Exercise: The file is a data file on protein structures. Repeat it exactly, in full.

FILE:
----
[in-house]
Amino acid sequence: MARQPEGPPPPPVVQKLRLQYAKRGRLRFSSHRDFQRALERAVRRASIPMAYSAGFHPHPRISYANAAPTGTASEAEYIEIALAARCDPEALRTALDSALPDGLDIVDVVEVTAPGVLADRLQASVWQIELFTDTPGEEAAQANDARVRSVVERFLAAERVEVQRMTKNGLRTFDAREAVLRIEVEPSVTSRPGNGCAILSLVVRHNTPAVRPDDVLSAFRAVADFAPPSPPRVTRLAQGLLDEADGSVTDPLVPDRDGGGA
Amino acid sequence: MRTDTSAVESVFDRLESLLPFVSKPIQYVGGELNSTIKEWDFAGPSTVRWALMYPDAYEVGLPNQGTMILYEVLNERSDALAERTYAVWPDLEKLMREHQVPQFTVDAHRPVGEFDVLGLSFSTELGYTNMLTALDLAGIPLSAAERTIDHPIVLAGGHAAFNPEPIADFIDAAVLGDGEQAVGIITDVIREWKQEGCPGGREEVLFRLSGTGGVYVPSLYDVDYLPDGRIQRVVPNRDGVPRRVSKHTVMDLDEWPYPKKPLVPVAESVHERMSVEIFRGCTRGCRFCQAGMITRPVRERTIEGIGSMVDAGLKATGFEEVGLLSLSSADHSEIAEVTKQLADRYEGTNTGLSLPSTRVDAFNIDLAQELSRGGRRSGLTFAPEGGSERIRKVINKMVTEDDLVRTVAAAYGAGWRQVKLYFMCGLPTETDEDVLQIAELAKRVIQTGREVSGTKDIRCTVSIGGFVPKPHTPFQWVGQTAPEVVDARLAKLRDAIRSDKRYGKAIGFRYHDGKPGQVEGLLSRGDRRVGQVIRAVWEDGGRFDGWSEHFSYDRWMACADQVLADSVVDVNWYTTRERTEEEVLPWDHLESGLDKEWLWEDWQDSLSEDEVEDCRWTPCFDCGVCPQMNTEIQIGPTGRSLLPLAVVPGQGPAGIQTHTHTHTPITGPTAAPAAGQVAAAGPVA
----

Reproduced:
[in-house]
Amino acid sequence: MARQPEGPPPPPVVQKLRLQYAKRGRLRFSSHRDFQRALERAVRRASIPMAYSAGFHPHPRISYANAAPTGTASEAEYIEIALAARCDPEALRTALDSALPDGLDIVDVVEVTAPGVLADRLQASVWQIELFTDTPGEEAAQANDARVRSVVERFLAAERVEVQRMTKNGLRTFDAREAVLRIEVEPSVTSRPGNGCAILSLVVRHNTPAVRPDDVLSAFRAVADFAPPSPPRVTRLAQGLLDEADGSVTDPLVPDRDGGGA
Amino acid sequence: MRTDTSAVESVFDRLESLLPFVSKPIQYVGGELNSTIKEWDFAGPSTVRWALMYPDAYEVGLPNQGTMILYEVLNERSDALAERTYAVWPDLEKLMREHQVPQFTVDAHRPVGEFDVLGLSFSTELGYTNMLTALDLAGIPLSAAERTIDHPIVLAGGHAAFNPEPIADFIDAAVLGDGEQAVGIITDVIREWKQEGCPGGREEVLFRLSGTGGVYVPSLYDVDYLPDGRIQRVVPNRDGVPRRVSKHTVMDLDEWPYPKKPLVPVAESVHERMSVEIFRGCTRGCRFCQAGMITRPVRERTIEGIGSMVDAGLKATGFEEVGLLSLSSADHSEIAEVTKQLADRYEGTNTGLSLPSTRVDAFNIDLAQELSRGGRRSGLTFAPEGGSERIRKVINKMVTEDDLVRTVAAAYGAGWRQVKLYFMCGLPTETDEDVLQIAELAKRVIQTGREVSGTKDIRCTVSIGGFVPKPHTPFQWVGQTAPEVVDARLAKLRDAIRSDKRYGKAIGFRYHDGKPGQVEGLLSRGDRRVGQVIRAVWEDGGRFDGWSEHFSYDRWMACADQVLADSVVDVNWYTTRERTEEEVLPWDHLESGLDKEWLWEDWQDSLSEDEVEDCRWTPCFDCGVCPQMNTEIQIGPTGRSLLPLAVVPGQGPAGIQTHTHTHTPITGPTAAPAAGQVAAAGPVA